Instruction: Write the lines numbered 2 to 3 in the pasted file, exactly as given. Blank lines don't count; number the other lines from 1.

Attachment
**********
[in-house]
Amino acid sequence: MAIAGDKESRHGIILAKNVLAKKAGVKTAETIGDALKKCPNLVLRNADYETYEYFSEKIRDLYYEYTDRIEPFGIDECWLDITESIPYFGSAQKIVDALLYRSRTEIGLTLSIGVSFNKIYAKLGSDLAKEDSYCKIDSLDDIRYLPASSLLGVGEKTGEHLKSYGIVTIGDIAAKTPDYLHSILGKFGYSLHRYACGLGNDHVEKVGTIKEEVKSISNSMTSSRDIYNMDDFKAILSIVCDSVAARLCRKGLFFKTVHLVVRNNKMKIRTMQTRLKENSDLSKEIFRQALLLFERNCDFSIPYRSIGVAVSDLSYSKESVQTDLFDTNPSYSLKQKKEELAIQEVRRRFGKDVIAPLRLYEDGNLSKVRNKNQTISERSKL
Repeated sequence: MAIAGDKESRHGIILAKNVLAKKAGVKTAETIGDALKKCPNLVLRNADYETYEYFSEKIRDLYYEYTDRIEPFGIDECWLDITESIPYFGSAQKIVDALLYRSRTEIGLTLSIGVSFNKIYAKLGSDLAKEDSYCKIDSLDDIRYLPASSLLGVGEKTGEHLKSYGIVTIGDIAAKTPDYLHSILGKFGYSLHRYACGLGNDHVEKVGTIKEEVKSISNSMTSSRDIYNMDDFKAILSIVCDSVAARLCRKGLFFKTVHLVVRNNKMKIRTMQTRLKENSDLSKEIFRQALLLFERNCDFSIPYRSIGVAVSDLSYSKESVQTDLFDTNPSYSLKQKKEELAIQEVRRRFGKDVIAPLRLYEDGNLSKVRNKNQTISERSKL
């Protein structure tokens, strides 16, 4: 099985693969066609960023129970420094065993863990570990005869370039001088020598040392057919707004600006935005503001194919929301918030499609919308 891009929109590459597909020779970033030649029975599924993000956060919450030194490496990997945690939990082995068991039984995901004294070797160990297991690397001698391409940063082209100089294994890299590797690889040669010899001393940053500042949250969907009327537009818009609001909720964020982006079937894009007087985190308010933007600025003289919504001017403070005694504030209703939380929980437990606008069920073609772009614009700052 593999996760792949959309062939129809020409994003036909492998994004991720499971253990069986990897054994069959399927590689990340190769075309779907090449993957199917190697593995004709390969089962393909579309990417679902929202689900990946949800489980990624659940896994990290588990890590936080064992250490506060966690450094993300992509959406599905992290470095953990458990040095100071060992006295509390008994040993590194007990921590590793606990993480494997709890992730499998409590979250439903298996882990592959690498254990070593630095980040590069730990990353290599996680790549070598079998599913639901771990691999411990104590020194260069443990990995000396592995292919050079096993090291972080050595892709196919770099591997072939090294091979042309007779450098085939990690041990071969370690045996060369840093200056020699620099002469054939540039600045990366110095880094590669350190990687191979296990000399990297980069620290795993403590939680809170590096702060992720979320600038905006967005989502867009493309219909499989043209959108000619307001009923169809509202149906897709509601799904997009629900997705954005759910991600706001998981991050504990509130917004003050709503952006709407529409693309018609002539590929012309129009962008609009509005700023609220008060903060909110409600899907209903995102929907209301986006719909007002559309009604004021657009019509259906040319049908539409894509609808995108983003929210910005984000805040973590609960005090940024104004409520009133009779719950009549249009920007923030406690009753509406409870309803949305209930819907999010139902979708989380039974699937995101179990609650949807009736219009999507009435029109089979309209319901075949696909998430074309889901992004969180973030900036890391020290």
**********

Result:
Amino acid sequence: MAIAGDKESRHGIILAKNVLAKKAGVKTAETIGDALKKCPNLVLRNADYETYEYFSEKIRDLYYEYTDRIEPFGIDECWLDITESIPYFGSAQKIVDALLYRSRTEIGLTLSIGVSFNKIYAKLGSDLAKEDSYCKIDSLDDIRYLPASSLLGVGEKTGEHLKSYGIVTIGDIAAKTPDYLHSILGKFGYSLHRYACGLGNDHVEKVGTIKEEVKSISNSMTSSRDIYNMDDFKAILSIVCDSVAARLCRKGLFFKTVHLVVRNNKMKIRTMQTRLKENSDLSKEIFRQALLLFERNCDFSIPYRSIGVAVSDLSYSKESVQTDLFDTNPSYSLKQKKEELAIQEVRRRFGKDVIAPLRLYEDGNLSKVRNKNQTISERSKL
Repeated sequence: MAIAGDKESRHGIILAKNVLAKKAGVKTAETIGDALKKCPNLVLRNADYETYEYFSEKIRDLYYEYTDRIEPFGIDECWLDITESIPYFGSAQKIVDALLYRSRTEIGLTLSIGVSFNKIYAKLGSDLAKEDSYCKIDSLDDIRYLPASSLLGVGEKTGEHLKSYGIVTIGDIAAKTPDYLHSILGKFGYSLHRYACGLGNDHVEKVGTIKEEVKSISNSMTSSRDIYNMDDFKAILSIVCDSVAARLCRKGLFFKTVHLVVRNNKMKIRTMQTRLKENSDLSKEIFRQALLLFERNCDFSIPYRSIGVAVSDLSYSKESVQTDLFDTNPSYSLKQKKEELAIQEVRRRFGKDVIAPLRLYEDGNLSKVRNKNQTISERSKL